Would multiple buffers for encode help?
Yes, use multiple buffers to prevent buffer transfer stalling your pipeline.
Do you think this EmptyThisBuffer call implementation will ever be compliant to the 5 msec requirement?
The simple issue is a lack of resource. As noted in my sig, I do not work for Pi Towers, so my playtime is limited. Pi Towers have limited resource too.
OpenMax IL and ILCS are a pain to work with. There was no development on using IL for probably 2 years before Broadcom pulled out of the mobile space as MMAL had been written to remove most of the awkwardness. IL compatibility was almost relegated to a marketing tickbox that the chip could do it.
The IL Working Group also became significantly less relevant - some members just wanted to work on a 1.2.0 as bug fixes, whilst others wanted to investigate a 2.0 which actually addressed some of the limitations. Seeing as 1.2.0 seemingly never actually happened (still on 1.1.2) you can make your own judgement on the investment any of the companies involved were prepared to make.

All the ARM side code for ILCS is in the userland repo. If you or others can narrow down where the time appears to be largely spent, then you've a better chance to get one of us to investigate that smaller area. Admittedly it may disappear fairly rapidly into VCHIQ (VideoCore Host Interface Queued - the actual transfer broker) which can get a little hairy, but at least following it that far would be useful.
The little bit of investigation I may do would be to check how long the transfers are taking with MMAL. Again that uses VCHIQ for the transfer (except in the zero copy optimised mode), so a fix might be forthcoming if VCHIQ is identified as the hold up due to it potentially affecting other services.
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Please don't send PMs asking for support - use the forum.
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sandboxvt
Posts: 3
Joined: Fri Oct 07, 2016 9:55 pm

Re: Out of spec response time for EmptyThisBuffer?

Mon Oct 10, 2016 8:47 am

Thanks again for the quick and thoughtful reply.

I think I will take your suggestions on multiple buffers, userland code and MMAL.

Just a few brief questions:

1. Setting multiple buffers - Is this as simple as setting the number of buffers for the port? Both input and output ports?

2. userland project status - I considered working with the code. But I thought it might be actively maintained and therefore maybe I should be patient for further improvements or engaging its developer(s). Is current userland code relatively stable and up to date? Are developers still active on improving it?

3. userland code - I browsed the EmptyThisBuffer code path briefly. It looks like the delay might be with mutex or semaphore block or transit to GPU or GPU response. Any insight to this is greatly appreciated. I just want to make sure (or as much as possible) that GPU hardware is not the limiting factor before I dive deep into this.

4. Updates from Broadcom - Is it fair to infer from your reply that one should not expect updates in this area from Broadcom any time soon?

Thanks

6by9
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Re: Out of spec response time for EmptyThisBuffer?

Mon Oct 10, 2016 9:12 am

sandboxvt wrote:1. Setting multiple buffers - Is this as simple as setting the number of buffers for the port? Both input and output ports?
Set nBufferCountActual to something bigger than nBufferCountMin in the PortDefinition. AllocateBuffer/UseBuffer then wants that number of buffers before the port will enable fully. You now have more buffers to fill and submit.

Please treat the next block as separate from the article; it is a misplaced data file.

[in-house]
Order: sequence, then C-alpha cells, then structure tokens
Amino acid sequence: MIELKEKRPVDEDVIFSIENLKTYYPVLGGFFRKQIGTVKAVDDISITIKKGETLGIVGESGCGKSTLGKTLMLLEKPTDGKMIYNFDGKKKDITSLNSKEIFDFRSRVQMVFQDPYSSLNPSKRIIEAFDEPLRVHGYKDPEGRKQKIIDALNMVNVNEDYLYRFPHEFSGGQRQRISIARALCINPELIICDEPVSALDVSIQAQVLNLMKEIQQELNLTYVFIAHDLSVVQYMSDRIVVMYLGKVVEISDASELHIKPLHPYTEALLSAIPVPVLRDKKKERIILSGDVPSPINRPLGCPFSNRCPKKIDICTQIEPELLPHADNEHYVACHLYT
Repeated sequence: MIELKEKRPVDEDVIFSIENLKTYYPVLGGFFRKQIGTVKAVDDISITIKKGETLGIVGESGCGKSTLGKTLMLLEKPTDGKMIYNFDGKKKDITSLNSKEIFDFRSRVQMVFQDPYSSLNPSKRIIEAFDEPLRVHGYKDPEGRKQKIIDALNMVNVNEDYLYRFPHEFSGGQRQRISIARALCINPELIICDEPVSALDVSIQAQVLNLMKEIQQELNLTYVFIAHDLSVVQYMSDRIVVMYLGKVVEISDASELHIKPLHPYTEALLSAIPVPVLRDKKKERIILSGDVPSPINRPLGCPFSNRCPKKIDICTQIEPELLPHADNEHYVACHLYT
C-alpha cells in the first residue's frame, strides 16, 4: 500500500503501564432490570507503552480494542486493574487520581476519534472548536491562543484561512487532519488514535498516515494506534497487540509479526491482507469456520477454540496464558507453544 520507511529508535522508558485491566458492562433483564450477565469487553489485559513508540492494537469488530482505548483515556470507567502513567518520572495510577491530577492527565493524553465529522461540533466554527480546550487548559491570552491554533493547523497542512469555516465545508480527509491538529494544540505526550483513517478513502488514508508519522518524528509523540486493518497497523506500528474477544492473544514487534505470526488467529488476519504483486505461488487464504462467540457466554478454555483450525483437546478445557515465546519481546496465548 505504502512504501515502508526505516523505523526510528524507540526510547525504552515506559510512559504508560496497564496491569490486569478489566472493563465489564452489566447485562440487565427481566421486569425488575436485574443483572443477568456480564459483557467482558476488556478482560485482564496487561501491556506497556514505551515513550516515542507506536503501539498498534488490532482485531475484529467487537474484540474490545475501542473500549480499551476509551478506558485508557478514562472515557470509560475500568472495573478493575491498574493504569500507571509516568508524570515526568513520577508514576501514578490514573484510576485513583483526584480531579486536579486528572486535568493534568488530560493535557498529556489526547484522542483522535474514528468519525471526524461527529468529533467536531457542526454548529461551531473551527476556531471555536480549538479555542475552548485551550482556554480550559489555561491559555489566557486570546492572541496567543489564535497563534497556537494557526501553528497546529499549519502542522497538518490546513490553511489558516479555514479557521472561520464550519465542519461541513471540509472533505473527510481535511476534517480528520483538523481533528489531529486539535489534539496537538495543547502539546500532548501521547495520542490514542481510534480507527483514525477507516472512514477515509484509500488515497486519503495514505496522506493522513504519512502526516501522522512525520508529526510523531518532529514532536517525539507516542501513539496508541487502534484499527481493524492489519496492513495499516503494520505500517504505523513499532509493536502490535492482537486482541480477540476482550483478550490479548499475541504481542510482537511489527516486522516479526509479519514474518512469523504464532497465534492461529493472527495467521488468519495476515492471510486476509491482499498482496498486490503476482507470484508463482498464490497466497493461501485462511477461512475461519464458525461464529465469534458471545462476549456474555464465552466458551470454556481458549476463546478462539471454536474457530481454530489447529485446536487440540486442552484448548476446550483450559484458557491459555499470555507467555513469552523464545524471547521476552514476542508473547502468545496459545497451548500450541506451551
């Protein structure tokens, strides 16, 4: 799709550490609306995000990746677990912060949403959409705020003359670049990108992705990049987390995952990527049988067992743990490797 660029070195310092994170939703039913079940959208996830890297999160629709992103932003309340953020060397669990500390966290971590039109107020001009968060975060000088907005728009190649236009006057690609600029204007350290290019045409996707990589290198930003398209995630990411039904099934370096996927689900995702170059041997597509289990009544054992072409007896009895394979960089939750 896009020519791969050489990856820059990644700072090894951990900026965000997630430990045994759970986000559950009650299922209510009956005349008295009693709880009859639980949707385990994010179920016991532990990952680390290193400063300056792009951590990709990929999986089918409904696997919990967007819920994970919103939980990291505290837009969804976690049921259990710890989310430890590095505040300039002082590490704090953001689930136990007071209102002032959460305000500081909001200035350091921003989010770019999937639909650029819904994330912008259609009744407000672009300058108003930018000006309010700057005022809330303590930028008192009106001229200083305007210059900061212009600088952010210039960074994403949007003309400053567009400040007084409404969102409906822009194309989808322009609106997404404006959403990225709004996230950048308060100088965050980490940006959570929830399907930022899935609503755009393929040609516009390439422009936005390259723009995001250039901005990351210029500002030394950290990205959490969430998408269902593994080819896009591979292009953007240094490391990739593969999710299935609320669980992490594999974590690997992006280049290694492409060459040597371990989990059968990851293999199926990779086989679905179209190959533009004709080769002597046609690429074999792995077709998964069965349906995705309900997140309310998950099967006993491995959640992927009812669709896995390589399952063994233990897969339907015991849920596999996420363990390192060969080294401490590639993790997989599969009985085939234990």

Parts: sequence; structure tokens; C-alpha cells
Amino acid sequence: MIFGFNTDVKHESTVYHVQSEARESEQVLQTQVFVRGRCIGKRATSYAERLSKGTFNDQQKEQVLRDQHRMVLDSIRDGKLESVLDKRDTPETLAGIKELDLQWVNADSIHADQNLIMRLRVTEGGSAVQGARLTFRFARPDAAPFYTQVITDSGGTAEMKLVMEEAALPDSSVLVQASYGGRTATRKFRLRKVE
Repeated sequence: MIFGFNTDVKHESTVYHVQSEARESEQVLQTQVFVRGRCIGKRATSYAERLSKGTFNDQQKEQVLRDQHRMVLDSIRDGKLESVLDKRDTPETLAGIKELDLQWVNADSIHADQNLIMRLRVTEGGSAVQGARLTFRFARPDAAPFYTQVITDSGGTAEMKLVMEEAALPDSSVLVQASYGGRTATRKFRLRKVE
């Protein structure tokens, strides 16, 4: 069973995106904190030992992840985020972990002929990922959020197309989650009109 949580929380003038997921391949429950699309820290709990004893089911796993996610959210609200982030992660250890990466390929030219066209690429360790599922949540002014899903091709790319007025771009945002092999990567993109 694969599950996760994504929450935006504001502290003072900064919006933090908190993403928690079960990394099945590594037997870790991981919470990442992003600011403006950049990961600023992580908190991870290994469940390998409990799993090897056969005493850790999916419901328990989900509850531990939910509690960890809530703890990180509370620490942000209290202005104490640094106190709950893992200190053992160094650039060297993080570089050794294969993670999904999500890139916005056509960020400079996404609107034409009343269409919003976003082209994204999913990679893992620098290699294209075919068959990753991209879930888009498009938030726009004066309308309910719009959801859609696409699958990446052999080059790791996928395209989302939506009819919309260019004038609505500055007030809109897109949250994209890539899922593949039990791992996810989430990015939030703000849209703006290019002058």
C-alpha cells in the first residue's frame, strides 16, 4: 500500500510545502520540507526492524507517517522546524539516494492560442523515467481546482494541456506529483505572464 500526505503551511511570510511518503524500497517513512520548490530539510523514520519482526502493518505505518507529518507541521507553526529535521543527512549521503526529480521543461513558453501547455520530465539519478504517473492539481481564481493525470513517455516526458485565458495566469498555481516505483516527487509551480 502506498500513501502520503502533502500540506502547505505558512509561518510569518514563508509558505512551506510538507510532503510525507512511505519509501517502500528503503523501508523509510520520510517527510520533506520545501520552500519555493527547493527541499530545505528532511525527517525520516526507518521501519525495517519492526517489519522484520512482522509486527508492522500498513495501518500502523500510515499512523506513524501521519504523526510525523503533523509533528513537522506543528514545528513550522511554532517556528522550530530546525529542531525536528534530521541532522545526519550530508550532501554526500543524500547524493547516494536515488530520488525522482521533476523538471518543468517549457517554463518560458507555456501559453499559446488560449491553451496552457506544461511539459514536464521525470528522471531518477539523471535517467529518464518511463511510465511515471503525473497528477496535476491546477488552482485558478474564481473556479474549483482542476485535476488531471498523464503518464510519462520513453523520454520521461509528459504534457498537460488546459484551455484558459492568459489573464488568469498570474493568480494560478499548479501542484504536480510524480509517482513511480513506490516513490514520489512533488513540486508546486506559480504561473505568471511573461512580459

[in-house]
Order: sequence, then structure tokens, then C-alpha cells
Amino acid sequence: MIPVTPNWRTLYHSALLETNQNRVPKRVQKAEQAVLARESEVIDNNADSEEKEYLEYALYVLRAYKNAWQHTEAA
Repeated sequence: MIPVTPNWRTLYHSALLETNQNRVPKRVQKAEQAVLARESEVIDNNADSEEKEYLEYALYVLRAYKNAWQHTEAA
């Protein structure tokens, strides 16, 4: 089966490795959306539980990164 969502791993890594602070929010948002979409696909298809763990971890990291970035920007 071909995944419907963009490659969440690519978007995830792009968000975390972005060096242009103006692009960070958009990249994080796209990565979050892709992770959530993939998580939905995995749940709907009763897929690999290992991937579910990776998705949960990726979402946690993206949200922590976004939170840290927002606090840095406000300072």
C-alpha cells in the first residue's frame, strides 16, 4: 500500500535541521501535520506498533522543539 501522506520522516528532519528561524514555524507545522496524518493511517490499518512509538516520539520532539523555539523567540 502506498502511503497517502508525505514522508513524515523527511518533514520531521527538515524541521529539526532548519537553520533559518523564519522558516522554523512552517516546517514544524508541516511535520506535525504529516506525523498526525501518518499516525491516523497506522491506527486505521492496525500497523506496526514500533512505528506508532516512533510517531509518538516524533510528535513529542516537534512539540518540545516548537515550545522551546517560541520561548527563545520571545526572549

Input and output ports can have different counts. Use a buffer count that you think is reasonable when considering memory vs any gain in performance.
You should also be able to vary nBufferSizeActual if there is any gain. Typically this would be for something like JPEG encoding where you could either have one huge buffer for the whole image, or multiple smaller ones. Multiple smaller ones mean you can start piping the data to the destination sooner. There's no point in changing the buffer size on non-encoded images - you'll just waste memory.
sandboxvt wrote:2. userland project status - I considered working with the code. But I thought it might be actively maintained and therefore maybe I should be patient for further improvements or engaging its developer(s). Is current userland code relatively stable and up to date? Are developers still active on improving it?
It is maintained in the sense that there are some ongoing developments, but ILCS is likely to only get minor bug fixes where critical issues are identified. MMAL and the raspicam apps (host_applications/linux/apps/raspicam) are still being developed as we get the chance to expose new or otherwise improve functionality, as are the EGL stack and some of the other services. PRs always welcome :D
sandboxvt wrote:3. userland code - I browsed the EmptyThisBuffer code path briefly. It looks like the delay might be with mutex or semaphore block or transit to GPU or GPU response. Any insight to this is greatly appreciated. I just want to make sure (or as much as possible) that GPU hardware is not the limiting factor before I dive deep into this.
There shouldn't be a huge issue with the GPU transfer. The memory bandwidth should be plenty high enough, even though it will be converting from an SG list to contiguous memory and therefore have to do multiple smaller copies.
I'm just wondering if it is doing a DMA copy rather than using the CPU. That would have a larger setup overhead and therefore increase the time taken.
sandboxvt wrote:4. Updates from Broadcom - Is it fair to infer from your reply that one should not expect updates in this area from Broadcom any time soon?
Check the news from back in July 2014. http://uk.reuters.com/article/us-broadc ... BS20140722 and the like. Broadcom pulled out of the baseband processor market and laid off almost the entire Cambridge team behind VideoCore (including myself). They pretty much have no further interest in developing software for the chip. They are turning the handle to produce the chips, and are very likely involved in any ongoing developments.
Nearly all software support is now down to Pi Towers (who employed several of the people Broadcom laid off) and the community, that's why there is limited resource. (The exception being Eric Anholt's upstream kernel drivers for VideoCore - Broadcom are still employing him).
The relationship may have changed again with Broadcom being sold to Avago (http://www.bloomberg.com/news/articles/ ... r-broadcom), but I don't know as I'm no longer involved in either company.